Standing at the beginning of a new century, today’s students face a world confronted with unprecedented challenges, many of which require study, work and living experience across political borders and cultures. Among the greatest of these is the continued rise in global population, which currently stands at seven+ billion and is predicted to increase to nine billion over the next 40 years -- most of this increase occurring in the developing world. Another major challenge, of course, is global warming and climate change. Both issues will put tremendous pressure on existing energy resources, agricultural systems, food stocks, and water supplies. The ability to access and distribute these resources, and the need to develop new ones, is likely to become ever-more paramount. The risk for many developing countries is that poverty will continue to prevail, that most Millennium Development Goals will remain unmet, and that developed countries will become increasingly affluent without re-thinking the economic assumptions underlying why the Millennium goals aren’t met. At the same time, the quest for access to resources is likely to trigger violence and bring about human rights abuses, cyber threats and political extremism. Collectively, these challenges will severely test national and international legal, policy and diplomatic frameworks.
With an emphasis on diverse perspectives, careful sifting of reliable research and evidence, and an ethical assessment of the prospects for national and transnational solutions, the purpose of the Mansfield Scholars program is to produce graduating seniors who have a foundational understanding of some of the major complexities facing human society, both at home and abroad. These issues include: political terrorism; the global political economy, international capital markets, trade, banking crises, unequal distribution of wealth, and issues of economic and social justice; the ability (or inability) of governments to respond to restive minority and ethnic groups; demands for human rights; the potential problems related to nuclear energy as a possible alternative to fossil fuels; new directions in biotechnology, health and human life; and the true nature and consequences of war as well as constructive approaches to achieving peace.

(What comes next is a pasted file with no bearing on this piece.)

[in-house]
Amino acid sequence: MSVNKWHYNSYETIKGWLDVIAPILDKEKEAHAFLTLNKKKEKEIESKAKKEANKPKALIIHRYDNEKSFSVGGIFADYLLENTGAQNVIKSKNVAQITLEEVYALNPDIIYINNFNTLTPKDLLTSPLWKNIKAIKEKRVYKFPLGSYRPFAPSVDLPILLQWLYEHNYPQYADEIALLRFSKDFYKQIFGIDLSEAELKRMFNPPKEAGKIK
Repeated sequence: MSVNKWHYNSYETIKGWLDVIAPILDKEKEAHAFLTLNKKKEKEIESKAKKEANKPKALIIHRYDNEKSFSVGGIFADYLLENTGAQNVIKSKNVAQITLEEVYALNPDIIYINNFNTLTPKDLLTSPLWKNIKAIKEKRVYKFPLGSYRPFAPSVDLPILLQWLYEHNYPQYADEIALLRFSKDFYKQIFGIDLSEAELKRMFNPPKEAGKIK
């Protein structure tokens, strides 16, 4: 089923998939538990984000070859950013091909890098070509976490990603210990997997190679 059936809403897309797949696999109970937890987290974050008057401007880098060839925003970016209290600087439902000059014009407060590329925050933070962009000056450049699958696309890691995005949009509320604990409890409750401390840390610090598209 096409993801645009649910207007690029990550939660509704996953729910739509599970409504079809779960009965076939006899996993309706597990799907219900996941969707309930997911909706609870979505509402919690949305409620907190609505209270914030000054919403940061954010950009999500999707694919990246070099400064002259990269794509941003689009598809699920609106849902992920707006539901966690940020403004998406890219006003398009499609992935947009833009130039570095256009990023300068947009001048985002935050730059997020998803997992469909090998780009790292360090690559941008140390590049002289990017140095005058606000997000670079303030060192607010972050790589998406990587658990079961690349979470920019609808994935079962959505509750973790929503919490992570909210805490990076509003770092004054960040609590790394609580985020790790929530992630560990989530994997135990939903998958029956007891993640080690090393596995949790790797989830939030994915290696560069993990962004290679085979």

Obviously not every student will be expected to have an in-depth command of each of these issues or problems. However, by using a team-taught approach and the assignment of individual faculty mentors, the graduating Mansfield Scholars will have the background and preparation needed to begin a career or graduate studies requiring knowledge of the globalization process and its impacts on different regions and localities around the world.
The University of Montana’s most recent Strategic Plan seeks to address the importance of international and global education by stating that the University must “educate students to become ethical persons of character and values, engaged citizens, competent professionals, and informed members of a global and technological society.” The Global Leadership Initiative and Mansfield Global Leadership Scholar Program are a big step in this direction. We owe it to ourselves and the rest of the world to give these students the best global education UM can offer.
Thank you for listening. This is Otto Koester of the Maureen and Mike Mansfield Center.